Organizations are competing more than ever based on how they engage with customers. It’s become a vital part of the enterprise digital transformation agenda. Yet in the rush, integration, a foundational element, is often overlooked in the haste to deploy new digital customer applications and experiences. McKinsey recently observed that “Integrating new processes with legacy systems in a cost-efficient way is a challenge most companies face when they digitize their customer. [1]

Why does it matter, and why is it such a big obstacle anyway?

The problem is that a lack of integration can quickly become transparent to customers. In retail, lack of strong integration between an e-commerce system and the CRM or ERP can result in website ordering, pricing, or shopping cart issues that aren’t visible to customer service. This lack of integration often results in customer frustration or a lost sale. In B2B, poor integration between the CRM and ERP can also lead to incorrectly rekeyed customer or order information, resulting in downstream invoicing issues.

But why is it so hard to pull together more integrated customer processes? Because there are just so many applications within the enterprise that manage a part of the customer process.

For example, a recent study by Ventana Research on customer analytics found that 40 percent of respondents worked with 14 different types of data across at least 6 different systems to derive customer insight. [2]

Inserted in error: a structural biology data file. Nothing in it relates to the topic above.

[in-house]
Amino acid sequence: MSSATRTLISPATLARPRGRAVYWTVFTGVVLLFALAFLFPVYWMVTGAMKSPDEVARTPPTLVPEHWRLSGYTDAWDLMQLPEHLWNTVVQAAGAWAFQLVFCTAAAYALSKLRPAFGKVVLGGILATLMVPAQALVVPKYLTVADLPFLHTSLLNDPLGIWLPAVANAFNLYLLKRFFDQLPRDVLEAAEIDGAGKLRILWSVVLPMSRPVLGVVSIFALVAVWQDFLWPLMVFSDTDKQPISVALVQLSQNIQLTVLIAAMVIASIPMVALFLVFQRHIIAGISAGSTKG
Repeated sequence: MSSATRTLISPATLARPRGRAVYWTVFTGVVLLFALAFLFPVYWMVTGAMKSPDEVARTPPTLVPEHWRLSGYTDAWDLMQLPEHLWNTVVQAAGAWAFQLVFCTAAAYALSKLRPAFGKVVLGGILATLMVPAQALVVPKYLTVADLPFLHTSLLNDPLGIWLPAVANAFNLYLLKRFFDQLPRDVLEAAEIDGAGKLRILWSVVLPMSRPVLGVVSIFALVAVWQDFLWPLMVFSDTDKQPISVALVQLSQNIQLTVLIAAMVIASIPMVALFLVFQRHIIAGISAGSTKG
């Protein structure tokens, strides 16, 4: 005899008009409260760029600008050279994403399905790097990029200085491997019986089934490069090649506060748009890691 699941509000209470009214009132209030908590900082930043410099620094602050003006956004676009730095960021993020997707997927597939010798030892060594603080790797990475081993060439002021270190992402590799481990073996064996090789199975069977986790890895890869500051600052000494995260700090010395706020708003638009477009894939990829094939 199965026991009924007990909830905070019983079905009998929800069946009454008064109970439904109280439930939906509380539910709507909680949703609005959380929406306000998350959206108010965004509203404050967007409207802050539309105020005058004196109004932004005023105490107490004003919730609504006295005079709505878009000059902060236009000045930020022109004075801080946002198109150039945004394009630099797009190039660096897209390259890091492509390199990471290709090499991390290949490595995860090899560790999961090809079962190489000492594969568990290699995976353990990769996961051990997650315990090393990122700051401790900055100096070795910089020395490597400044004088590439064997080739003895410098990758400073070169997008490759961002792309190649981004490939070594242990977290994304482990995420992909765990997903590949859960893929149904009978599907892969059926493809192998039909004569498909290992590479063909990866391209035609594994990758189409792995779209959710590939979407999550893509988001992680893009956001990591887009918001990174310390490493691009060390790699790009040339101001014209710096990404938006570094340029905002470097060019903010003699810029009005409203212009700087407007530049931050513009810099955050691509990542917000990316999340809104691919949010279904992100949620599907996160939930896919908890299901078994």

Five key strategies to connect and elevate your customer experience

With integration being the biggest barrier, let’s look at five strategies key to connecting and elevating the customer experience.

  1. Start with analytics, grow to experience

Why this sequencing? Simply, we have to start somewhere in order to measure key metrics, since only things measured can be improved. Getting a clear 360-degree view of the customer – with metrics around customer satisfaction, engagement, churn, and acquisition – provides the blueprint for targeting the best opportunities to upgrade customer experience.

  1. Put customer experts in control

Who better than the sales or service team to put themselves in the customer’s shoes? Often analytics projects can quickly become an IT-led project. While IT has an incredibly important role to play, in governance and ensuring the efficient use of technology, experts in the lines of business should be enabled to connect the dots themselves.

  1. Customer experience is a team sport – get collaborative